Researchers conducting a tag-and-track study at a newly discovered turtle habitat were shocked Tuesday to learn of suspected poaching near the site.
Snorkelers found the severed head of a turtle by Range Key near the Cyril King Airport runway. Scott Eanes, the graduate student conducting the study at the University of the Virgin Islands, said the animal appears to have been a juvenile hawksbill, like the ones he has been studying since September.
Under the Endangered and Indigenous Species Act of 1990, it is illegal to kill, take, or harass turtles. Convictions are punishable by fines of between $100 and $10,000 for each specimen involved and imprisonment of as much as 60 days.
Roy A. Pemberton, Jr., director of Fish and Wildlife at the Department of Planning and Natural Resources, had not yet seen the evidence when he spoke with the Source Wednesday morning, but had talked with experts who had seen it and said it appears to have been a clean cut, indicating that it was man-made and intentional. No other parts of the turtle had been found.
The discovery came just after widespread local publicity about the research study. But both Pemberton and Eanes said it was likely that the turtle was killed prior to those reports.
It’s hard to say just how long ago the head was severed “because it was in the water,” Eanes said. But he estimated that the turtle was killed “less than a week ago … probably four to seven days ago.”
The hawksbill is known for its beautiful shell, and Eanes said that is often the motivation for poaching on the global market. But Pemberton said that while that may be true in Japan and some other areas, in his experience, that is not the case in the Virgin Islands.
“Most of the poaching here has been done for eggs and meat … every turtle is edible,” Pemberton said.
Last year there were “less than six” known incidents in the territory, he said.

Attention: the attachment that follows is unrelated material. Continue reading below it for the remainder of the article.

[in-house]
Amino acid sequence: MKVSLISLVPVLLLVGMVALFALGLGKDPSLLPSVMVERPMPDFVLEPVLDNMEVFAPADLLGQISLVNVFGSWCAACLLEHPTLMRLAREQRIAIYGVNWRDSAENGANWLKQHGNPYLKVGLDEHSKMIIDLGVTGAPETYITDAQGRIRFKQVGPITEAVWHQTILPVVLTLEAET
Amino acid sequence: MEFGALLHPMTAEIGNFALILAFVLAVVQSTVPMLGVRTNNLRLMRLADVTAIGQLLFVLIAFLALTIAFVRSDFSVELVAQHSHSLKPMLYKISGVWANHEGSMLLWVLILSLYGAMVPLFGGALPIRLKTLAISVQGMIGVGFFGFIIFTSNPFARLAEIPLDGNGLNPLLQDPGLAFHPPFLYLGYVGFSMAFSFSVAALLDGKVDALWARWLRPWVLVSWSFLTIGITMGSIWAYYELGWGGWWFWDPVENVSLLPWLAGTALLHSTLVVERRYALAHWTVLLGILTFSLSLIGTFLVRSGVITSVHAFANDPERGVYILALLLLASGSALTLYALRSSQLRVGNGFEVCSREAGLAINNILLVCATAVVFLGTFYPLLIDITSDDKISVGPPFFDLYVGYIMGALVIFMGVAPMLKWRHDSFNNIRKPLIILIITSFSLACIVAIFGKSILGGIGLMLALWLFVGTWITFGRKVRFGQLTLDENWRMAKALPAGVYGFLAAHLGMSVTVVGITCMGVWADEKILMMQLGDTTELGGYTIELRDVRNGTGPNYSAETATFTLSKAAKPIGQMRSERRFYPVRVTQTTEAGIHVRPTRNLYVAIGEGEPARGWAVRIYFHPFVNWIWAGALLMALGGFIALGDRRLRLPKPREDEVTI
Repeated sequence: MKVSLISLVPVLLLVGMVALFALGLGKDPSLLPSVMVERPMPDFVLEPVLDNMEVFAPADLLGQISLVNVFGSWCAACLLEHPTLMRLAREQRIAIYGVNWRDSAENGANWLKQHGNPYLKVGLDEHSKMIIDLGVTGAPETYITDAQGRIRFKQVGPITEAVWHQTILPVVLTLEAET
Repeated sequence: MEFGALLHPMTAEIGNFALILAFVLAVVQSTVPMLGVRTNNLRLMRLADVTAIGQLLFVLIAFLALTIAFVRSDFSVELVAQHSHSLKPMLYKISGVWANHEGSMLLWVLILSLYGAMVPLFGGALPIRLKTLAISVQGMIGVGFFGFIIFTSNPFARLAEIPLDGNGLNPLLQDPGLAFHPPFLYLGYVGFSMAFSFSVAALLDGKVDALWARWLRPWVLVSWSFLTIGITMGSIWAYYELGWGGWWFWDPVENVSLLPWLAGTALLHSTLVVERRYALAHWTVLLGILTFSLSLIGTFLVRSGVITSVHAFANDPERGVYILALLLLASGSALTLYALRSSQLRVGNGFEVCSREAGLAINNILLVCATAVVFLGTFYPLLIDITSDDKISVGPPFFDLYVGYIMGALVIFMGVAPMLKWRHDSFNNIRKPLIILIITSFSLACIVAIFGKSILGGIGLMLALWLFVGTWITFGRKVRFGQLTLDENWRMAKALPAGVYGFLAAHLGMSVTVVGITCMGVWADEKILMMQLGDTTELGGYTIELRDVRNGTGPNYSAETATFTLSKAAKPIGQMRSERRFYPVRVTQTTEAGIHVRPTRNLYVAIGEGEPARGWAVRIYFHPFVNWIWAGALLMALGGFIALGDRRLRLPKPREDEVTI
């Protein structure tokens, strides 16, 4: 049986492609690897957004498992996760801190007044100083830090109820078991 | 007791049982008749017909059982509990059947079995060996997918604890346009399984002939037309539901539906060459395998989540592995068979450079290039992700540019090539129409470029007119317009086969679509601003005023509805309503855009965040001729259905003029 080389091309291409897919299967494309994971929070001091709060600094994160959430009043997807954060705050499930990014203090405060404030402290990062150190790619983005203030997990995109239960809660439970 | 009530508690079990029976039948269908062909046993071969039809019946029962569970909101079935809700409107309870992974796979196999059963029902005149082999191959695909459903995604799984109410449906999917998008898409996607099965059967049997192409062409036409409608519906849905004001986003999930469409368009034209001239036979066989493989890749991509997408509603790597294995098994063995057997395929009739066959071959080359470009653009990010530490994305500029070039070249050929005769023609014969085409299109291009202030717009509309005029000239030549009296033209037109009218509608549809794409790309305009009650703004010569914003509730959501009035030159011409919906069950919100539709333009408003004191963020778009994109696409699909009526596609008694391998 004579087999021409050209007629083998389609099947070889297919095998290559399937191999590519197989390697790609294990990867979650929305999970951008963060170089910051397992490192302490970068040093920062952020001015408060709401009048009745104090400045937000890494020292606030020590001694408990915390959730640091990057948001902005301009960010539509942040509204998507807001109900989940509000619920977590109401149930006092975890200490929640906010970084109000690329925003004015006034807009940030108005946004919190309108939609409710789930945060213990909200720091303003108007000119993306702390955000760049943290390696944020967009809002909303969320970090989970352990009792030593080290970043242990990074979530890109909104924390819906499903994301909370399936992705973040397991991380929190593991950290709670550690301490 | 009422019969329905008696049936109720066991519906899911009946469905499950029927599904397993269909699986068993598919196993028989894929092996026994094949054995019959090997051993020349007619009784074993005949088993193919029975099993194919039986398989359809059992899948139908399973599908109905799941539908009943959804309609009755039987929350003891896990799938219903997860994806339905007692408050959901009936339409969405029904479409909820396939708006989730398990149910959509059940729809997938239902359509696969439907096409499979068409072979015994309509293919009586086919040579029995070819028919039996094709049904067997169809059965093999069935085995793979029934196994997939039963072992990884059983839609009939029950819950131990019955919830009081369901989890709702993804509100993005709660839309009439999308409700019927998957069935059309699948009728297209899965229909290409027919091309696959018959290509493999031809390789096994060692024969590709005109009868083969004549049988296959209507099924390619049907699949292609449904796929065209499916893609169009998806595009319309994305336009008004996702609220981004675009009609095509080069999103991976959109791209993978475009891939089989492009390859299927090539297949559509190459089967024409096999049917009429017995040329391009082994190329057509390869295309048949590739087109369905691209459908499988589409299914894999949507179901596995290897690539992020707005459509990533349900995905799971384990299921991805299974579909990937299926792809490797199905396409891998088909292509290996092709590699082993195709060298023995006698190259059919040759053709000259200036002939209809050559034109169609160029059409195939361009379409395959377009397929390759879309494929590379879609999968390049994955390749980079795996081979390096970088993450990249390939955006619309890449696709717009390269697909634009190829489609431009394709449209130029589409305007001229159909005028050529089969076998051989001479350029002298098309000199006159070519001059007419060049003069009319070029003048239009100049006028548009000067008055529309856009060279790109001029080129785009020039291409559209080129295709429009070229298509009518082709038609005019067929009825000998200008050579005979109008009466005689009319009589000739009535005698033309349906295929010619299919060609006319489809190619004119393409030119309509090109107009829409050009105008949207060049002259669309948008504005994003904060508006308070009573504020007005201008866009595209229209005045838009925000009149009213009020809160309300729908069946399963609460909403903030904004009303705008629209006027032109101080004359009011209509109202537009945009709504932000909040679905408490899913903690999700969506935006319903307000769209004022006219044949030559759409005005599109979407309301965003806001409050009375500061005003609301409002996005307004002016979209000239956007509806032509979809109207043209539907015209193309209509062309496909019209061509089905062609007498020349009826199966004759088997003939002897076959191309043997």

He declined to speculate how many may go undetected or to estimate the scale of turtle poaching in the territory, but said that curbing it is a significant aspect of Fish and Wildlife’s mandate. “It’s critical” that no turtles be lost since they are endangered.
Division staffers sometimes discover problems themselves, and they also rely on reports from the public.
“We get a lot of calls from all segments of society,” Pemberton said. The good news in this week’s grisly sighting was that “someone reported it.”
The public perception may be that local fishermen are to blame for most of the killing, but Pemberton said “nine times out of 10, in a lot of these cases, it’s not a fisherman.”
In fact, commercial fishermen are often the good citizens who report suspected poaching to the division.
Pemberton said the agency works closely with its counterparts in Puerto Rico and with federal authorities to discourage poaching. It conducts outreach and education and tries to deter the practice by catching and punishing poachers.
“We have a case pending right now,” he said, that involves a person who was discovered by Customs and Border Control with a boatload of various endangered marine life, including turtles. Federal authorities have taken charge of that case and “they’re moving towards” prosecution.
Eanes’ project is being conducted under a permit from the National Marine Fisheries Service, and involves juvenile hawksbill turtles living in a relatively small area. By last week he and his team had captured 26 turtles, taken genetic samples from them, tagged them, and released them back into the water. The genetic material should help trace the turtles’ origin, and the tags should allow researchers to identify them once they migrate to their adult habitats. All of the research is aimed at finding ways to protect them and encourage population growth.
Given the high visibility of the area, Eanes said it’s hard to believe anyone would deliberately set out to poach turtles there; he thinks the killing may have been opportunistic. He also said he doesn’t think that the turtle that was killed was one that had been tagged. But he added that the “unfortunate reality” is that now “it will never be part of the larger study.”
Suspicious activity can be reported by calling Fish and Wildlife at 1-340-775-6762.